Firefighters have successfully contained 100 percent of the Camp Fire, the deadliest fire in California history as of Nov. 25 according to California Department of Forestry and Fire Protection (Cal Fire). The fire, which burned 153,336 acres in Paradise, Calif. since Nov. 8, claimed 88 lives and destroyed 18,739 structures. The cause of the fire is still under investigation.
The fire affected thousands of people, injuring 12 citizens and five firefighters while displacing many families. The estimated cost of damage according to Cal Fire has reached $7 to 10 billion and could grow as it is still being evaluated. Most noticeably, smoke from the area affected local schools around the Bay Area.
Chico State University, which is 27 miles from Paradise, started Thanksgiving break early.
“The fires really affected me in terms of school,” Chico junior, Vincent Le said. “Because campuses couldn’t extend the quarter due to winter break obligations, I was forced to adjust my school schedule in terms of fitting all the course material into such little time.”
The smoke from the fire quickly spread, worsening air quality in the Bay Area. This affected many people including Le.
“The air quality was terrible for several days as well,” Le said. “I, along with many people around me, had trouble breathing, even with an N95 mask. I was really disheartened by the sight of seeing so many people with respiratory problems struggling to get around whether it be for supplies or to evacuate the area.”
Despite the fire being contained, many fire victims were left stranded without proper shelter, food and water. This caused a push for many volunteers to help the victims of Camp Fire. Isaac Yee, a volunteer in his emergency medical technician class at University of California Davis, traveled from Davis, Calif. to Chico, Calif. to help the victims.
“I think that for the most part, the public is responding very well to the fires. There were a lot of volunteers putting in time to help the residents that lost their homes to the fires and also supporting the firefighters. It’s heartwarming to see everyone coming together to support one another because we are all affected by the fires in one way or another.”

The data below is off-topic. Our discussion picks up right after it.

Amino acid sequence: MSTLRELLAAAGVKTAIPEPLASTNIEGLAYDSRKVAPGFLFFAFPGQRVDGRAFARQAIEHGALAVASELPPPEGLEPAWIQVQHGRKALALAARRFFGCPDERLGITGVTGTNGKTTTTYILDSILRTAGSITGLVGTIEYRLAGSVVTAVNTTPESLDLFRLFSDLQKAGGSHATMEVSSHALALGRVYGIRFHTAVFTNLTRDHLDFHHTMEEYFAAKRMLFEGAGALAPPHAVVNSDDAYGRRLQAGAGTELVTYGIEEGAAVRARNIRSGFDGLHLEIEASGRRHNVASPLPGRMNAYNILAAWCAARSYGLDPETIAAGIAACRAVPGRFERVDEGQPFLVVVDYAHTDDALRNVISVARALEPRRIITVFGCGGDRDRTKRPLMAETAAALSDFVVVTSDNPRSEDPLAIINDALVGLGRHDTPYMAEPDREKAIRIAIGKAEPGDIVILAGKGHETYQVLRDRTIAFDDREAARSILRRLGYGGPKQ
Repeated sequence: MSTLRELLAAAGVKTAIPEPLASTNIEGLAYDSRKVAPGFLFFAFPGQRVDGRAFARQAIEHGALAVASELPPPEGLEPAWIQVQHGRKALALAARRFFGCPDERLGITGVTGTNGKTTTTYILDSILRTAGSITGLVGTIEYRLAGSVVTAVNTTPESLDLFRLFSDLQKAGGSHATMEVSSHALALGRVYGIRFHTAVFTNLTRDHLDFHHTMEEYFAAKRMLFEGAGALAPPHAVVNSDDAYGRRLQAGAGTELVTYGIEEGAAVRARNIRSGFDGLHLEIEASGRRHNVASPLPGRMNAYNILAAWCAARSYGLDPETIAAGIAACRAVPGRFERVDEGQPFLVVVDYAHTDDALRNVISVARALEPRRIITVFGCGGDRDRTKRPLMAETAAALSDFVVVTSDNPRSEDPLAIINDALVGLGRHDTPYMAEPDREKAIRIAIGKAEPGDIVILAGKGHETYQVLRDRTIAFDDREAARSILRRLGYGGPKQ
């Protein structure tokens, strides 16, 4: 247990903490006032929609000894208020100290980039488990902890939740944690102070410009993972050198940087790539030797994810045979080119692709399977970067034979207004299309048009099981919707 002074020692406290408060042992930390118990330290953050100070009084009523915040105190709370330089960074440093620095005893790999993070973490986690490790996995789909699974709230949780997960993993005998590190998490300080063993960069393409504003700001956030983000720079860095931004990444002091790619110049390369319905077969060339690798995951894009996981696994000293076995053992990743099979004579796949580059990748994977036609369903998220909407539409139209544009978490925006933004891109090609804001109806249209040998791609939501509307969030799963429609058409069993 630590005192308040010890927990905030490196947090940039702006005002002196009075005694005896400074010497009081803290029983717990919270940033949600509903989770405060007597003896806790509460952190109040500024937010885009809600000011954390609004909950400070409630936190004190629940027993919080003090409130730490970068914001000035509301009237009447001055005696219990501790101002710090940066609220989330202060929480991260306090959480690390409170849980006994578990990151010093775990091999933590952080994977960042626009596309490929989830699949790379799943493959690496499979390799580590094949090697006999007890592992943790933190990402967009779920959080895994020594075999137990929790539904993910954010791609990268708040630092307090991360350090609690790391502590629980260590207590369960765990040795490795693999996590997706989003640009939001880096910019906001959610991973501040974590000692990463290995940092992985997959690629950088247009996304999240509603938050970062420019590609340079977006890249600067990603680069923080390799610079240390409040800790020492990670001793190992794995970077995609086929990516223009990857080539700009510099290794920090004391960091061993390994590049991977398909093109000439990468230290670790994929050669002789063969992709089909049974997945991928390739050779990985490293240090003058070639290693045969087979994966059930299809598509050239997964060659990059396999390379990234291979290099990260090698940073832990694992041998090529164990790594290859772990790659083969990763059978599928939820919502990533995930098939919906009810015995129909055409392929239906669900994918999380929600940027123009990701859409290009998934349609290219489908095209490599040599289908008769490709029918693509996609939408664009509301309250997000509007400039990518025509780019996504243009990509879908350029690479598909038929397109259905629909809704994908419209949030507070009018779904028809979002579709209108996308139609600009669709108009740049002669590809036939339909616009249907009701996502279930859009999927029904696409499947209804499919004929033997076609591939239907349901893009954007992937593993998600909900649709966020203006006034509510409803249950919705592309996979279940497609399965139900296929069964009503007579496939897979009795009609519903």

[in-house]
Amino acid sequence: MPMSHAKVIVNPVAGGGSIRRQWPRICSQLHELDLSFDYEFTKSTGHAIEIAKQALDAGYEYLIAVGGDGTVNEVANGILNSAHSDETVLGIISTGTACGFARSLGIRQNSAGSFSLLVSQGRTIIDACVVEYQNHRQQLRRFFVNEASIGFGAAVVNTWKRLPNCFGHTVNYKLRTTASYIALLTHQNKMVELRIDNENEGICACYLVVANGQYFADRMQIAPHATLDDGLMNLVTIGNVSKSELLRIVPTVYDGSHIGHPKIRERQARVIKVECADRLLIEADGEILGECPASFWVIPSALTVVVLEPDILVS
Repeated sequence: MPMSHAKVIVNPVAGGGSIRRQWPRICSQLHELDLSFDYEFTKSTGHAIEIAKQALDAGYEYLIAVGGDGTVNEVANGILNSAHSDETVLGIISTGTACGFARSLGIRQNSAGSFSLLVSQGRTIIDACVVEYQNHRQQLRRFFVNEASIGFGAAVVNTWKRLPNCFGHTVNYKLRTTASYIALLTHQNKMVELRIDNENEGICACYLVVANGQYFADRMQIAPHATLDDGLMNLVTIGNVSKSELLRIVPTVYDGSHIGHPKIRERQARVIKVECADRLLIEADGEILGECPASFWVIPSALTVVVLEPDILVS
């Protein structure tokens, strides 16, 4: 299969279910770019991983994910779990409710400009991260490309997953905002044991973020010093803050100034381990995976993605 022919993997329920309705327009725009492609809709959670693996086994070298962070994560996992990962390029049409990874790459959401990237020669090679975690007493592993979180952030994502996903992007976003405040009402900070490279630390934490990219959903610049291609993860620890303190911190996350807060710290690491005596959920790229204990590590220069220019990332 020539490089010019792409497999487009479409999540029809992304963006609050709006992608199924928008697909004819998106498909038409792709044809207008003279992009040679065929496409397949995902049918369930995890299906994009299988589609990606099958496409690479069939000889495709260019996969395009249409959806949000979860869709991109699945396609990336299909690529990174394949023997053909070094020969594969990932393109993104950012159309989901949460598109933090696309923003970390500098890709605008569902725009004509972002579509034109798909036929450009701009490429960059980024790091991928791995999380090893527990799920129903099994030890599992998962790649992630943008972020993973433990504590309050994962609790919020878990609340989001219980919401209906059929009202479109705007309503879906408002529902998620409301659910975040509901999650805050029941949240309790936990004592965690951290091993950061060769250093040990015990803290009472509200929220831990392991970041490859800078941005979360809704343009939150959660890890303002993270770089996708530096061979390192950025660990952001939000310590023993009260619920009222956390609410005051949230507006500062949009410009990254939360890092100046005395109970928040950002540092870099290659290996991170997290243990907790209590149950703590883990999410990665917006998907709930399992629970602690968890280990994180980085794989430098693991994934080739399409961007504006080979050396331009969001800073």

Although it was the deadliest fire in state history, Le said the public responded well to the fire.
“I think that the public response was appropriate,” Le said. “Schools rightfully canceled classes due to poor air quality, and fire departments made their best efforts to evacuate heavily affected areas, as well as provide masks for the public.”
California is a state that is often at risk for fire, which is indicated by the many fires in recent years.
For example, the Mendocino Complex fire, Carr fire and Thomas fire all took place from 2017 to 2018. This has caused Yee to believe that change is necessary.
“I would like to see more funding and effort into prevention of fires through the alleviation of global warming,” Yee said. “Fighting global warming will bring our climate back to normal, making fires less frequent and less disastrous.”
Many schools all around Northern California had been shut down to air quality. Sean Marrone, a nurse in the Davis area, helped people in the area deal with the unhealthy air.
“Many people had dealt with some difficulty to breathe or had irritated eyes.” Marrone said. “But there were little things we could do to prevent this. We recommended people to stay indoors and when they had to go outdoors to wear an N95 mask.”
Le believes people should worry not only about fire prevention, but also about health precautions in order to stay safe in the case of another fire.
Le said, “I think that in order to prevent future fires, California should have a higher standard of containing fires. This could entail having planes with fire retardants on standby or training firefighters to contain fires before they get too bad. In addition, I did notice many people have troubles getting N95 masks, so keeping them in stock at fire departments would be great in the event that a fire would spread.”